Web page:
VIB-1 is required for expression of genes necessary for programmed cell death in Neurospora crassa.
ABSTRACT: Nonself recognition during somatic growth is an essential and ubiquitous phenomenon in both prokaryotic and eukaryotic species. In filamentous fungi, nonself recognition is also important during vegetative growth. Hyphal fusion between genetically dissimilar individuals results in rejection of heterokaryon formation and in programmed cell death of the fusion compartment. In filamentous fungi, such as Neurospora crassa, nonself recognition and heterokaryon incompatibility (HI) are regulated by genetic differences at het loci. In N. crassa, mutations at the vib-1 locus suppress nonself recognition and HI mediated by genetic differences at het-c/pin-c, mat, and un-24/het-6. vib-1 is a homolog of Saccharomyces cerevisiae NDT80, which is a transcriptional activator of genes during meiosis. For this study, we determined that vib-1 encodes a nuclear protein and showed that VIB-1 localization varies during asexual reproduction and during HI. vib-1 is required for the expression of genes involved in nonself recognition and HI, including pin-c, tol, and het-6; all of these genes encode proteins containing a HET domain. vib-1 is also required for the production of downstream effectors associated with HI, including the production of extracellular proteases upon carbon and nitrogen starvation. Our data support a model in which mechanisms associated with starvation and nonself recognition/HI are interconnected. VIB-1 is a major regulator of responses to nitrogen and carbon starvation and is essential for the expression of genes involved in nonself recognition and death in N. crassa.
Project description:Nonself recognition in filamentous fungi is conferred by genetic differences at het (heterokaryon incompatibility) loci. When individuals that differ in het specificity undergo hyphal fusion, the heterokaryon undergoes a programmed cell death reaction or is highly unstable. In Neurospora crassa, three allelic specificities at the het-c locus are conferred by a highly polymorphic domain. This domain shows trans-species polymorphisms indicative of balancing selection, consistent with the role of het loci in nonself recognition. We determined that a locus closely linked to het-c, called pin-c (partner for incompatibility with het-c) was required for het-c nonself recognition and heterokaryon incompatibility (HI). The pin-c alleles in isolates that differ in het-c specificity were extremely polymorphic. Heterokaryon and transformation tests showed that nonself recognition was mediated by synergistic nonallelic interactions between het-c and pin-c, while allelic interactions at het-c increased the severity of the HI phenotype. The pin-c locus encodes a protein containing a HET domain; predicted proteins containing HET domains are frequent in filamentous ascomycete genomes. These data suggest that nonallelic interactions may be important in nonself recognition in filamentous fungi and that proteins containing a HET domain may be a key factor in these interactions.
Project description:Heterokaryon incompatibility (HI) is a nonself recognition phenomenon occurring in filamentous fungi that is important for limiting resource plundering and restricting viral transfer between strains. Nonself recognition and HI occurs during hyphal fusion between strains that differ at het loci. If two strains undergo hyphal fusion, but differ in allelic specificity at a het locus, the fusion cell is compartmentalized and undergoes a rapid programmed cell death (PCD). Incompatible heterokaryons show a macroscopic phenotype of slow growth and diminished conidiation, and a microscopic phenotype of hyphal compartmentation and cell death. To understand processes associated with HI and PCD, we used whole-genome microarrays for Neurospora crassa to assess transcriptional differences associated with induction of HI mediated by differences in het-c pin-c haplotype. Our data show that HI is a dynamic and transcriptionally active process. The production of reactive oxygen species is implicated in the execution of HI and PCD in N. crassa, as are several genes involved in phosphatidylinositol and calcium signalling pathways. However, genes encoding mammalian homologues of caspases or apoptosis-inducing factor (AIF) are not required for HI or programmed cell death. These data indicate that PCD during HI occurs via a novel and possibly fungal-specific mechanism, making this pathway an attractive drug target for control of fungal infections.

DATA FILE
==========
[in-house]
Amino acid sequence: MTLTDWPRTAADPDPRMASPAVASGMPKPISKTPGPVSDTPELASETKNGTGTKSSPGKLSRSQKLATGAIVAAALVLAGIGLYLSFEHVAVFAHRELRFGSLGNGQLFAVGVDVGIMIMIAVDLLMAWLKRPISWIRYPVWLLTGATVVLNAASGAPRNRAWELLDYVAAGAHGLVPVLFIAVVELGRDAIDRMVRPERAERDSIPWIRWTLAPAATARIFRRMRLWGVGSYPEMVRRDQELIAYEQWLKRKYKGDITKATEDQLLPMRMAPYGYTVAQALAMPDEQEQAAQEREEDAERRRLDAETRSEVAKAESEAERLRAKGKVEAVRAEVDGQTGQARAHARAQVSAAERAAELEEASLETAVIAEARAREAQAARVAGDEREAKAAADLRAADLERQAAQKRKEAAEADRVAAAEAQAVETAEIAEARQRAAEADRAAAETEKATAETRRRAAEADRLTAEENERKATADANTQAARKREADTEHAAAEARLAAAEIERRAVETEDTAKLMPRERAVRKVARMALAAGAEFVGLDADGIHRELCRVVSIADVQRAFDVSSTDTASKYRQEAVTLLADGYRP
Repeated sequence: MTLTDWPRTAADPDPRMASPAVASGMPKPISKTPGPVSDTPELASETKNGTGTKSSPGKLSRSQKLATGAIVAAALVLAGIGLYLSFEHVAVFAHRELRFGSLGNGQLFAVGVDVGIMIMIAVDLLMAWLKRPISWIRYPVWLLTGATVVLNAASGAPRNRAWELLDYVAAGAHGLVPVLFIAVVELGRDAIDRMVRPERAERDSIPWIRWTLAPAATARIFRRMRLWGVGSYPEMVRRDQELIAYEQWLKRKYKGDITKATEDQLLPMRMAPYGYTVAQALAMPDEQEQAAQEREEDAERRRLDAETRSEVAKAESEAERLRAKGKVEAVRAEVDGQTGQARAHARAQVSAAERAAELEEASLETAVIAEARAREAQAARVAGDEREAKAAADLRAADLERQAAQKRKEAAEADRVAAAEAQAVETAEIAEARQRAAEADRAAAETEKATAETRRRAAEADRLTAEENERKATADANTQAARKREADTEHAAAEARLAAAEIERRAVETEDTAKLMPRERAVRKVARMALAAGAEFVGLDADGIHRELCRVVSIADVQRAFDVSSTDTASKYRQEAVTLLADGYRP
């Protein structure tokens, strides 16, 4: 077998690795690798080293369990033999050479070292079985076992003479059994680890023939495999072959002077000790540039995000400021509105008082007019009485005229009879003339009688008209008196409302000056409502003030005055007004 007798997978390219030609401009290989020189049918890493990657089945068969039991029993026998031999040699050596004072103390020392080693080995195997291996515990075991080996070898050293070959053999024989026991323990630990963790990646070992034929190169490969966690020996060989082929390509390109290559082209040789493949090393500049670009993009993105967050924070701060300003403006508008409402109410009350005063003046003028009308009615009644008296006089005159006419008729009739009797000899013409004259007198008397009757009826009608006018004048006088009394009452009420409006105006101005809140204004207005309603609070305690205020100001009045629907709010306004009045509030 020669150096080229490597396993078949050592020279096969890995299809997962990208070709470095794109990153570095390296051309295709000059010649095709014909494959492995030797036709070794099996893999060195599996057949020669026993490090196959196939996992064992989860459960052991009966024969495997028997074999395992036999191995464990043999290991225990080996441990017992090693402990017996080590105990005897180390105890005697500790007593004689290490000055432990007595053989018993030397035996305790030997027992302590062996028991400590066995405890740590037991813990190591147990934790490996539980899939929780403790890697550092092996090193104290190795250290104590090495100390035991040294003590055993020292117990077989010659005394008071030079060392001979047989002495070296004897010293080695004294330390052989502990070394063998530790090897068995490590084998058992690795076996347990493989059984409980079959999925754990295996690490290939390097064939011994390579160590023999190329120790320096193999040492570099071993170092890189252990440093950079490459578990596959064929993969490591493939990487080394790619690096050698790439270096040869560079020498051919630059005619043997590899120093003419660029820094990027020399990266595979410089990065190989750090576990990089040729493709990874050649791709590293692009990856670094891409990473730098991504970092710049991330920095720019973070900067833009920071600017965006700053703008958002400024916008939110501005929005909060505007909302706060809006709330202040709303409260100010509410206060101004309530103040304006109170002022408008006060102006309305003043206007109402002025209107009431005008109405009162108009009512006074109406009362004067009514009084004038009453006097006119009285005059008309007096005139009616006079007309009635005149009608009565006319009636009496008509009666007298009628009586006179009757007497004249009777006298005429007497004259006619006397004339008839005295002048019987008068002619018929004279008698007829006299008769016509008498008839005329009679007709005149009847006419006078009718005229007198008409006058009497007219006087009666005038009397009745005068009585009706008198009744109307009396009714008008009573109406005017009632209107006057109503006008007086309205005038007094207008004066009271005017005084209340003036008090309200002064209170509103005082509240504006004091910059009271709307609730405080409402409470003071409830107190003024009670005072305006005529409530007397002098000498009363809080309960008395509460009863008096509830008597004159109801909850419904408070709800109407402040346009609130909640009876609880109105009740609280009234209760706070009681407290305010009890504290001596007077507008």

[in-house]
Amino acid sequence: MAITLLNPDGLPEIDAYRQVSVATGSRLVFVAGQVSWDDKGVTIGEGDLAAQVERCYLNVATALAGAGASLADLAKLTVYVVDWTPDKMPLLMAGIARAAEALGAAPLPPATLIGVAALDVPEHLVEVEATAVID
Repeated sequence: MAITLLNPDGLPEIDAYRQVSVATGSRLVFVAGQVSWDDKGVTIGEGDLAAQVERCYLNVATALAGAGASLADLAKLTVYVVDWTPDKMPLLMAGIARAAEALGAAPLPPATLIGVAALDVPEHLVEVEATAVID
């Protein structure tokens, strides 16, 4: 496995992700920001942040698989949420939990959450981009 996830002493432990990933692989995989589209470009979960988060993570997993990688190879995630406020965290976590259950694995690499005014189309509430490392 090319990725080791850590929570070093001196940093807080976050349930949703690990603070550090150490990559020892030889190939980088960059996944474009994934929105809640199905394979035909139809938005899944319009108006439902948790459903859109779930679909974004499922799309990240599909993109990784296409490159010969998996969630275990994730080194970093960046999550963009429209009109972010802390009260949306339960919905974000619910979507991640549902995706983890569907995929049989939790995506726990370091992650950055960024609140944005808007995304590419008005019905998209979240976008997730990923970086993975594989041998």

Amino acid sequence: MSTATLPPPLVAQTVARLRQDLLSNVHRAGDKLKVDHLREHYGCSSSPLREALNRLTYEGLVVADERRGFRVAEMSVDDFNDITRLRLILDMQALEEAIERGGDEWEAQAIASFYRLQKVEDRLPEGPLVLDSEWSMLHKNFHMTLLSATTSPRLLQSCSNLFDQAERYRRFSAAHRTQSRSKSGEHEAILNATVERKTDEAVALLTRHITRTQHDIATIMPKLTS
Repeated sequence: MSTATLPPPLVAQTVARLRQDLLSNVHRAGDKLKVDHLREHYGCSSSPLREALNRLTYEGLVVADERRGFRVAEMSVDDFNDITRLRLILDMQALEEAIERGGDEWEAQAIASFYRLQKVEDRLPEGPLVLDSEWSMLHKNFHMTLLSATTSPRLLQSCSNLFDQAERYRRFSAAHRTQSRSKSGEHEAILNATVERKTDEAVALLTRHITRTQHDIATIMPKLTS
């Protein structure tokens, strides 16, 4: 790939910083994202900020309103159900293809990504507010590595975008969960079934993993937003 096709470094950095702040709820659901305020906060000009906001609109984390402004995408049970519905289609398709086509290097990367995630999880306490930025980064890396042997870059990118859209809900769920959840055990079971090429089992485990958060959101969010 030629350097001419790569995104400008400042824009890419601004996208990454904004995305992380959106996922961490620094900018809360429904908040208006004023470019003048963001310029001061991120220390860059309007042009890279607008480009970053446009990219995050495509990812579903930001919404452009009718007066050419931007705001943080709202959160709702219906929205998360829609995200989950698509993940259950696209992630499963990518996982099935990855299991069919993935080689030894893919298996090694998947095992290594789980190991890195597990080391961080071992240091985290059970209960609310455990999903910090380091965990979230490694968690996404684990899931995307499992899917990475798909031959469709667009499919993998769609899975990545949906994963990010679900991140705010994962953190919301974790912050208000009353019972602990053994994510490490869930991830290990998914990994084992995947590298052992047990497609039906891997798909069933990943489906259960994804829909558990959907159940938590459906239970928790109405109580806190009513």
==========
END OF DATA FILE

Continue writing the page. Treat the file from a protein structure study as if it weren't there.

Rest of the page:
Project description:Self/nonself discrimination is an essential feature for pathogen recognition and graft rejection and is a ubiquitous phenomenon in many organisms. Filamentous fungi, such as Neurospora crassa, provide a model for analyses of population genetics/evolution of self/nonself recognition loci due to their haploid nature, small genomes and excellent genetic/genomic resources. In N. crassa, nonself discrimination during vegetative growth is determined by 11 heterokaryon incompatibility (het) loci. Cell fusion between strains that differ in allelic specificity at any of these het loci triggers a rapid programmed cell death response.In this study, we evaluated the evolution, population genetics and selective mechanisms operating at a nonself recognition complex consisting of two closely linked loci, het-c (NCU03493) and pin-c (NCU03494). The genomic position of pin-c next to het-c is unique to Neurospora/Sordaria species, and originated by gene duplication after divergence from other species within the Sordariaceae. The het-c pin-c alleles in N. crassa are in severe linkage disequilibrium and consist of three haplotypes, het-c1/pin-c1, het-c2/pin-c2 and het-c3/pin-c3, which are equally frequent in population samples and exhibit trans-species polymorphisms. The absence of recombinant haplotypes is correlated with divergence of the het-c/pin-c intergenic sequence. Tests for positive and balancing selection at het-c and pin-c support the conclusion that both of these loci are under non-neutral balancing selection; other regions of both genes appear to be under positive selection. Our data show that the het-c2/pin-c2 haplotype emerged by a recombination event between the het-c1/pin-c1 and het-c3/pin-c3 approximately 3-12 million years ago.These results support models by which loci that confer nonself discrimination form by the association of polymorphic genes with genes containing HET domains. Distinct allele classes can emerge by recombination and positive selection and are subsequently maintained by balancing selection and divergence of intergenic sequence resulting in recombination blocks between haplotypes.